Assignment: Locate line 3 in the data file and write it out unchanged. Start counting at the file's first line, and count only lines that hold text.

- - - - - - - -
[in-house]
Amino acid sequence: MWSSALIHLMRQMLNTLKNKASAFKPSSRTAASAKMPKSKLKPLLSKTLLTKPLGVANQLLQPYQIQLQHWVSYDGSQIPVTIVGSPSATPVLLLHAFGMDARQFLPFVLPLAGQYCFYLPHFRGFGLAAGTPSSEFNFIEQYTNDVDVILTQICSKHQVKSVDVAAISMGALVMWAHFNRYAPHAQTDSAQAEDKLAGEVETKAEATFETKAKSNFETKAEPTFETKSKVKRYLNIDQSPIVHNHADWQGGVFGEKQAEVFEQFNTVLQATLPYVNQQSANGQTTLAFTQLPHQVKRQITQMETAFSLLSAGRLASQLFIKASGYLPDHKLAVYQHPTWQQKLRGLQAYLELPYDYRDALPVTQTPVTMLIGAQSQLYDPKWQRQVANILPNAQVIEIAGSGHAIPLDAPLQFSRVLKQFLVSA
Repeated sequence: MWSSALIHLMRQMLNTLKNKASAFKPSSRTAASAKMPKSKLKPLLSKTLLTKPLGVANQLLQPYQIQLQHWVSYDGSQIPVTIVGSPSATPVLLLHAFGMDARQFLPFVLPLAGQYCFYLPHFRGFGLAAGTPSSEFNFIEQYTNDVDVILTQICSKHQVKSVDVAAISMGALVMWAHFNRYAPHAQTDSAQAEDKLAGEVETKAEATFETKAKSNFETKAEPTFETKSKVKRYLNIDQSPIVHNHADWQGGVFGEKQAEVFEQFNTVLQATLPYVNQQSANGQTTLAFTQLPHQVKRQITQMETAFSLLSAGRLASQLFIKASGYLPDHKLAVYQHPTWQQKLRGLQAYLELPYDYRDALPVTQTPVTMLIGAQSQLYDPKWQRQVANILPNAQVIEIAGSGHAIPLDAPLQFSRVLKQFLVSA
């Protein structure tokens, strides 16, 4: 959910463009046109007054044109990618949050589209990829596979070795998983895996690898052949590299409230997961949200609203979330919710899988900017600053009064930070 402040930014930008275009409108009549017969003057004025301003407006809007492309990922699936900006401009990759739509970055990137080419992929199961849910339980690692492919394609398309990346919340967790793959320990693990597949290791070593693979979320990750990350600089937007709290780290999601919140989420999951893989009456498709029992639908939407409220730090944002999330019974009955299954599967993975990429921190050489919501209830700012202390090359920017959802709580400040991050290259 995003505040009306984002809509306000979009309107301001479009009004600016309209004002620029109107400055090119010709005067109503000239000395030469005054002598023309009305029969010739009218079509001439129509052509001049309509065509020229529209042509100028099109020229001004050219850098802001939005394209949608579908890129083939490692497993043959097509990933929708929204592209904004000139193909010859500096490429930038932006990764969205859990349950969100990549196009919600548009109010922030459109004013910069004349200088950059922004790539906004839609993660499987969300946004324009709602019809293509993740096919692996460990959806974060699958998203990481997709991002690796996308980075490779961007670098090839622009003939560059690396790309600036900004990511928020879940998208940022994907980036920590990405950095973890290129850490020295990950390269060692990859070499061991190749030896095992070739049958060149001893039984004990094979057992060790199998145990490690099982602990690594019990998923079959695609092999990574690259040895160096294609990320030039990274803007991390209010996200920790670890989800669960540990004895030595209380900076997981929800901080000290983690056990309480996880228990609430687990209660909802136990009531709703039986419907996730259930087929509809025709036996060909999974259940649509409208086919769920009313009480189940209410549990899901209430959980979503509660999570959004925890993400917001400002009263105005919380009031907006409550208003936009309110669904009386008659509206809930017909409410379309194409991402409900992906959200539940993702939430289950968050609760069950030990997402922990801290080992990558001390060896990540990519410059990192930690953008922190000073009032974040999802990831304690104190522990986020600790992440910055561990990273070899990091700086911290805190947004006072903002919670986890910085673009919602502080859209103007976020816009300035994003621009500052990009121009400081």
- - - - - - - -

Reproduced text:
Repeated sequence: MWSSALIHLMRQMLNTLKNKASAFKPSSRTAASAKMPKSKLKPLLSKTLLTKPLGVANQLLQPYQIQLQHWVSYDGSQIPVTIVGSPSATPVLLLHAFGMDARQFLPFVLPLAGQYCFYLPHFRGFGLAAGTPSSEFNFIEQYTNDVDVILTQICSKHQVKSVDVAAISMGALVMWAHFNRYAPHAQTDSAQAEDKLAGEVETKAEATFETKAKSNFETKAEPTFETKSKVKRYLNIDQSPIVHNHADWQGGVFGEKQAEVFEQFNTVLQATLPYVNQQSANGQTTLAFTQLPHQVKRQITQMETAFSLLSAGRLASQLFIKASGYLPDHKLAVYQHPTWQQKLRGLQAYLELPYDYRDALPVTQTPVTMLIGAQSQLYDPKWQRQVANILPNAQVIEIAGSGHAIPLDAPLQFSRVLKQFLVSA